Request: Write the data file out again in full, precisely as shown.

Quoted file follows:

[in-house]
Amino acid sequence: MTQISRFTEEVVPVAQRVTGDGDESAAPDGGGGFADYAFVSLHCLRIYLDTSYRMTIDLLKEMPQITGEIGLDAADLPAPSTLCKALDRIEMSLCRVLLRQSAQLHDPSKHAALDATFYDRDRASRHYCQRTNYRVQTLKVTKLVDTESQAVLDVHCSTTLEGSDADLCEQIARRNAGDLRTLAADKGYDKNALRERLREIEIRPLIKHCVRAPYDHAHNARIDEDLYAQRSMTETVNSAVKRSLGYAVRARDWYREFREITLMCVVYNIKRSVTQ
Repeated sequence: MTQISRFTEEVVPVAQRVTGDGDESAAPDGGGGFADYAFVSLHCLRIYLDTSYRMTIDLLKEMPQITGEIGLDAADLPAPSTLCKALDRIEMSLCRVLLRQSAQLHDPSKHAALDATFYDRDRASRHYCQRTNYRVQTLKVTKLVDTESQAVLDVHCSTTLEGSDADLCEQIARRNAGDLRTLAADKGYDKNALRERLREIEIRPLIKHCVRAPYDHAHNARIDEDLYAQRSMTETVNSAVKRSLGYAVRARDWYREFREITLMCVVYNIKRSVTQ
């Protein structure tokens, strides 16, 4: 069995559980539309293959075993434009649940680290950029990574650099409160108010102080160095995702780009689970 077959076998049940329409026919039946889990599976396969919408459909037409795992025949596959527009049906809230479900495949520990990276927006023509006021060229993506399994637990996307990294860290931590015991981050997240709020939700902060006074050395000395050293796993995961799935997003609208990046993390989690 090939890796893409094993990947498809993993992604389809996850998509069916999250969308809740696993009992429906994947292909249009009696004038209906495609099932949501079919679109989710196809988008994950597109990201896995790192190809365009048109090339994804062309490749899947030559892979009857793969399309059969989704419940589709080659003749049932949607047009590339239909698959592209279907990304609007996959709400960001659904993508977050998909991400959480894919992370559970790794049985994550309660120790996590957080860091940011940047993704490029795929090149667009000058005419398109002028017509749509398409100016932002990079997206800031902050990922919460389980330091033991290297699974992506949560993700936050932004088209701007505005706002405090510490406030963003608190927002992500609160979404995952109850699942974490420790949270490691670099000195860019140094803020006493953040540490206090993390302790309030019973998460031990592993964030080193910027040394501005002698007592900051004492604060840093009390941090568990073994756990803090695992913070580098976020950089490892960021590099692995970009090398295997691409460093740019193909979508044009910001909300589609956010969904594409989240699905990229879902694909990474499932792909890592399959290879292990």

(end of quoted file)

[in-house]
Amino acid sequence: MTQISRFTEEVVPVAQRVTGDGDESAAPDGGGGFADYAFVSLHCLRIYLDTSYRMTIDLLKEMPQITGEIGLDAADLPAPSTLCKALDRIEMSLCRVLLRQSAQLHDPSKHAALDATFYDRDRASRHYCQRTNYRVQTLKVTKLVDTESQAVLDVHCSTTLEGSDADLCEQIARRNAGDLRTLAADKGYDKNALRERLREIEIRPLIKHCVRAPYDHAHNARIDEDLYAQRSMTETVNSAVKRSLGYAVRARDWYREFREITLMCVVYNIKRSVTQ
Repeated sequence: MTQISRFTEEVVPVAQRVTGDGDESAAPDGGGGFADYAFVSLHCLRIYLDTSYRMTIDLLKEMPQITGEIGLDAADLPAPSTLCKALDRIEMSLCRVLLRQSAQLHDPSKHAALDATFYDRDRASRHYCQRTNYRVQTLKVTKLVDTESQAVLDVHCSTTLEGSDADLCEQIARRNAGDLRTLAADKGYDKNALRERLREIEIRPLIKHCVRAPYDHAHNARIDEDLYAQRSMTETVNSAVKRSLGYAVRARDWYREFREITLMCVVYNIKRSVTQ
């Protein structure tokens, strides 16, 4: 069995559980539309293959075993434009649940680290950029990574650099409160108010102080160095995702780009689970 077959076998049940329409026919039946889990599976396969919408459909037409795992025949596959527009049906809230479900495949520990990276927006023509006021060229993506399994637990996307990294860290931590015991981050997240709020939700902060006074050395000395050293796993995961799935997003609208990046993390989690 090939890796893409094993990947498809993993992604389809996850998509069916999250969308809740696993009992429906994947292909249009009696004038209906495609099932949501079919679109989710196809988008994950597109990201896995790192190809365009048109090339994804062309490749899947030559892979009857793969399309059969989704419940589709080659003749049932949607047009590339239909698959592209279907990304609007996959709400960001659904993508977050998909991400959480894919992370559970790794049985994550309660120790996590957080860091940011940047993704490029795929090149667009000058005419398109002028017509749509398409100016932002990079997206800031902050990922919460389980330091033991290297699974992506949560993700936050932004088209701007505005706002405090510490406030963003608190927002992500609160979404995952109850699942974490420790949270490691670099000195860019140094803020006493953040540490206090993390302790309030019973998460031990592993964030080193910027040394501005002698007592900051004492604060840093009390941090568990073994756990803090695992913070580098976020950089490892960021590099692995970009090398295997691409460093740019193909979508044009910001909300589609956010969904594409989240699905990229879902694909990474499932792909890592399959290879292990």